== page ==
Stalker's work

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Re: Stalker's work

Post by Sunchaser on 27th February 2013, 8:18 am

What are the temp ranges and compositons depicted?

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Re: Stalker's work

Post by Stalker on 27th February 2013, 9:50 am

I'm creating a new John Whatmough's like website and I need representations of gas giants in all sudarsky's classes. I created a new class, Z for Zero, cooler than class I with clear atmosphere dominated by methane clouds. This is for the last, blue planet.

There is a problem, some planets dont fit in the sudarsky classification, but between two classes or in two classes at the same time. For this ones i created intermediate classes, just for the visual effet.

In order in the image:

Class V: Silica clouds
Intermediate class IV-V
Class IV: Sodium haze
Intermediate class III-IV
Class III: Rayleigh scattering
Intermediate class II-III
Class II: ice and water clouds
Intermediate class I-II
Class I: Ammonia cloud (Jupiter/Saturn analog)
Intermediate classe Z-I
Additionnal class Z: methane cloud

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Re: Stalker's work

Post by Sunchaser on 27th February 2013, 11:22 pm

I don't ask this to sound like I'm being contentious; are these scientifically plausible renderings. (I like how they look, so I hope the answer is yes.)

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Re: Stalker's work

Post by Sirius_Alpha on 28th February 2013, 12:48 am

It's based off the work of Sudarsky et al who calculated the spectra and appearances of planets based on what chemicals can condense at various temperatures in a Jovian atmosphere.
http://arxiv.org/abs/astro-ph/9910504

It's definitely plausible, but it's outdated. The exoplanet zoo is looking more complicated than the Sudarsky scheme.

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Re: Stalker's work

Post by Stalker on 4th April 2013, 6:38 am

Sunchaser wrote:I don't ask this to sound like I'm being contentious; are these scientifically plausible renderings. (I like how they look, so I hope the answer is yes.)

-M-
Sorry for not understanding your question. Sirius_alpha made a good answer. For me the Sudarsky classification is more a "visual range of temperatures" than a real rendering of extrasolar planets. And I think it work a little only on gaz giants.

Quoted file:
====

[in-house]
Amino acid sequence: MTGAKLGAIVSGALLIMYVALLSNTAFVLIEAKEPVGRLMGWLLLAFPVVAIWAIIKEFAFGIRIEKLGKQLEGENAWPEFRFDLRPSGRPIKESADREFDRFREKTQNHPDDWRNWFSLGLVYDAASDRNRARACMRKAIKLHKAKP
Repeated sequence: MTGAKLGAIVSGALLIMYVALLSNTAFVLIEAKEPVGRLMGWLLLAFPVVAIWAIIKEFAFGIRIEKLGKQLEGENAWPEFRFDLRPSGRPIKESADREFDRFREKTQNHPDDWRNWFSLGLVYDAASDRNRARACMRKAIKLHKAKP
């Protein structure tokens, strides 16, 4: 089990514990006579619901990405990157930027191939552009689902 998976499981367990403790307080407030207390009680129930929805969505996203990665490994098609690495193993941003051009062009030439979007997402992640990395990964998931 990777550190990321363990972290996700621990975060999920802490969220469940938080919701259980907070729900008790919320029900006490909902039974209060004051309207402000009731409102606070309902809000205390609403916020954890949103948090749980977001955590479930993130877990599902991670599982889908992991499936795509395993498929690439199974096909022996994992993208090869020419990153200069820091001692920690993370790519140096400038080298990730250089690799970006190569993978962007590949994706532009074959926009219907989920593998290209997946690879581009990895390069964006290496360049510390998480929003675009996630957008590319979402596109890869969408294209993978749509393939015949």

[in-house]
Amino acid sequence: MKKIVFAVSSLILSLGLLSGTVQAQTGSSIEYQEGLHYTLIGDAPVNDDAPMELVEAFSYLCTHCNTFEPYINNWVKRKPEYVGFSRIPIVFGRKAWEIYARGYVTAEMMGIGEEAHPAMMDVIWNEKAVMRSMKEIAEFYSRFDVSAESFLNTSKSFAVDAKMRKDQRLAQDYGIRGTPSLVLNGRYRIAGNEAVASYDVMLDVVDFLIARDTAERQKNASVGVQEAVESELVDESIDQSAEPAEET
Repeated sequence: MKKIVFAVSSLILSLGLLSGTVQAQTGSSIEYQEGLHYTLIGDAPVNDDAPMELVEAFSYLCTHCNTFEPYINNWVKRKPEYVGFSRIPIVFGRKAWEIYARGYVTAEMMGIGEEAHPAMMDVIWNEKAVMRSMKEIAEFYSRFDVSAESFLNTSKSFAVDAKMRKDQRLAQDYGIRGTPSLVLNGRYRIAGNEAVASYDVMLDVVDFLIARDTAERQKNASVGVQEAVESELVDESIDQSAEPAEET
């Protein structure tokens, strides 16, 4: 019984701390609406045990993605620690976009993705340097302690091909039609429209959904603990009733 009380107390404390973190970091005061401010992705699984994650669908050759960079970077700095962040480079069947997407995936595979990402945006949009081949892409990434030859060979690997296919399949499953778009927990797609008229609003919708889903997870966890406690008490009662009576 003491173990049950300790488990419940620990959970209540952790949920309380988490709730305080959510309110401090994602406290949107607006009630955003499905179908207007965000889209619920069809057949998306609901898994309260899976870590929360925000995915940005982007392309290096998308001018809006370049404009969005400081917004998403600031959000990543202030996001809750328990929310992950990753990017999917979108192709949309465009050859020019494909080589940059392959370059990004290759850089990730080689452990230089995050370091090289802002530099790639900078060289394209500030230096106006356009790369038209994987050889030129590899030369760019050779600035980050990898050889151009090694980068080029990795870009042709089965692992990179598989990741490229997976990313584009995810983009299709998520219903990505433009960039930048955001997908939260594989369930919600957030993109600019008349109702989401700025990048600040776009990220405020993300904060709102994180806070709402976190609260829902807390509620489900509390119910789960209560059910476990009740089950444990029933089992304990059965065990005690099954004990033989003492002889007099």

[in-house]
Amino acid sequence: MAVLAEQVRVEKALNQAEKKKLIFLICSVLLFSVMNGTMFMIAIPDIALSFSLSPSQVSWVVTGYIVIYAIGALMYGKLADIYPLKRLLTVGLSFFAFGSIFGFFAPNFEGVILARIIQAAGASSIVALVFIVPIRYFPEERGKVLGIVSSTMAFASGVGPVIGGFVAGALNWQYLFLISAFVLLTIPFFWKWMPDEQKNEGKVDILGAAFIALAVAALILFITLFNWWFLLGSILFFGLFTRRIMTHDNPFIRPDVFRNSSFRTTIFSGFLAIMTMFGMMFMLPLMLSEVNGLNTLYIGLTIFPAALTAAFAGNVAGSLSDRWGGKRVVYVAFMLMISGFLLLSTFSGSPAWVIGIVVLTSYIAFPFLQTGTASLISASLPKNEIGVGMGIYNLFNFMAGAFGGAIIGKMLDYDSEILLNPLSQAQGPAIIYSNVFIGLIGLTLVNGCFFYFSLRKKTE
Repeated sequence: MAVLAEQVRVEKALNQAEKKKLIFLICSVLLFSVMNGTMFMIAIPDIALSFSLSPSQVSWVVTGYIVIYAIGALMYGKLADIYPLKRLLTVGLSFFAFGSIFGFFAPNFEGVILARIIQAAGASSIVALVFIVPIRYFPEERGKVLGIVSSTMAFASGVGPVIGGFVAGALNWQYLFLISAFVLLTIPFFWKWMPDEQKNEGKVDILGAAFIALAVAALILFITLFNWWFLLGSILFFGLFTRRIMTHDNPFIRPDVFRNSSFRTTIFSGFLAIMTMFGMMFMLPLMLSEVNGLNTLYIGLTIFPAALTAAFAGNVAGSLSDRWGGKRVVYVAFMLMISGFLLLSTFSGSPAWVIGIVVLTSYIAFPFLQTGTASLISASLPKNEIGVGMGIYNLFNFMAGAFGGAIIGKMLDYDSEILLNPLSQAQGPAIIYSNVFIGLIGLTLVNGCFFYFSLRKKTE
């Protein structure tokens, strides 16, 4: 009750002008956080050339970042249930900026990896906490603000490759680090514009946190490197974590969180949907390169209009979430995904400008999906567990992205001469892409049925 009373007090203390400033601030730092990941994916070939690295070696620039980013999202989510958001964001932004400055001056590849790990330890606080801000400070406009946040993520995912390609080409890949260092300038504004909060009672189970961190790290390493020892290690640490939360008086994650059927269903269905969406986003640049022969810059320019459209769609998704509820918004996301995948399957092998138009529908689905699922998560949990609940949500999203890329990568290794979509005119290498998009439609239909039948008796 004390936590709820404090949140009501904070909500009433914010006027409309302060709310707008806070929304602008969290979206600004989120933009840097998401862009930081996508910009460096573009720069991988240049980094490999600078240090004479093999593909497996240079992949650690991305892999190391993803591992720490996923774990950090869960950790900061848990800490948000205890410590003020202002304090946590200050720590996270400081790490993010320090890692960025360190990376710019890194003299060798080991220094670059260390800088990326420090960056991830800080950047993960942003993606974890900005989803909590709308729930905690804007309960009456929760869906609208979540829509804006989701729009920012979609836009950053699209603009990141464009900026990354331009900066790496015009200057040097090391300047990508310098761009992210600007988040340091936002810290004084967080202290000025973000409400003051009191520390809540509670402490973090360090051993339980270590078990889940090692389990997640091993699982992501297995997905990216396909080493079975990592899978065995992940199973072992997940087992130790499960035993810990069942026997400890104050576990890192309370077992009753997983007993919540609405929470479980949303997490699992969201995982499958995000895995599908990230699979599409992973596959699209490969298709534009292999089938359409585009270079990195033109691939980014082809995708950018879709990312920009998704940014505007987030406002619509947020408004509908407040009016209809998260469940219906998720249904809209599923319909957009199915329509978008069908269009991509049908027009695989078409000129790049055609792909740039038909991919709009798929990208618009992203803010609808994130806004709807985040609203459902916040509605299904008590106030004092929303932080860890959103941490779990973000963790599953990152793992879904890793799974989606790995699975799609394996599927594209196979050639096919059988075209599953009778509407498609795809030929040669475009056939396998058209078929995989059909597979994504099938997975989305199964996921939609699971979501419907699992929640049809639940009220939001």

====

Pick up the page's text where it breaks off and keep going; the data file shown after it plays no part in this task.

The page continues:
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Re: Stalker's work

Post by Stalker on 14th May 2013, 5:37 am

A directly imaged planet with M spectral type.


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Re: Stalker's work

Post by Sunchaser on 14th May 2013, 5:43 pm

That looks spectacular!!!!

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Re: Stalker's work

Post by Stalker on 15th May 2013, 9:11 am

Thanks you, I was working on something like for a very long time, it's'the first time it really speak of both planetary and stallar properties of that kind of object.

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Re: Stalker's work

Post by Stalker on 2nd January 2014, 11:28 am

Hello.

I made new star for my web site, here is a sample. Please tell me what do you think about it. My wish was bright an luminous stars.

The main sequence from M to B:



T Tauri:


An AM Herculis binary:

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Re: Stalker's work

Post by Baltazar on 26th January 2014, 5:29 pm

I find the render awesome. I do have some questions/comments - Type A & B stars seem very much identical. To my knowledge, B-class should be a lot bigger and more bluer on the "aura" edges. Of course, I could be wrong.

The red dwarf - do red dwarfs really shine that way? I always imagined them a bit redder (maybe the media and artist representations make them too red?)

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Re: Stalker's work

Post by Stalker on 25th April 2014, 1:17 am

Baltazar wrote:I find the render awesome. I do have some questions/comments - Type A & B stars seem very much identical. To my knowledge, B-class should be a lot bigger and more bluer on the "aura" edges. Of course, I could be wrong.

Yes B stars would be a lot bigger, this isn't on scale. My aura is not corect... but yours neither. A and B stars have no corona (ultra hot gas), only dense solar wind, colder than the surface and I think by far less luminous (even our corona is almost invisible, I added it because a smooth spherical star is ugly)[/quote]

The red dwarf - do red dwarfs really shine that way? I always imagined them a bit redder (maybe the media and artist representations make them too red?)[quote="Baltazar"]
No, red dwarfs are not red, their are yellow to orange. Only the colder class, the so called "ultra-cool" L dwarfs are red. A typical M dwarf is 3000K hot, the temperature of a light bulb (the old ones with wolfram fillament)... And the same color because both are blackbodies.

I am doing new A-B stars with new information. It's awesome but difficult to render correctly. Spoiler: purple spots!

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Re: Stalker's work

Post by Sunchaser on 25th April 2014, 9:15 pm

How about RS CVn binaries? (heavy sunspots, strong magnetic fields that thread between both stars)
They tend to be G or K main sequence or subgiant with a similar companion in very close orbit.

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Re: Stalker's work

Post by Baltazar on 19th October 2014, 6:46 pm

Stalker - Thank you for the correction! This actually changes some of the worlds I have made in my fictional universe that are orbiting red dwarfs. Seems they would receive a lot more light and the disk on the sky would be hella lot brighter.

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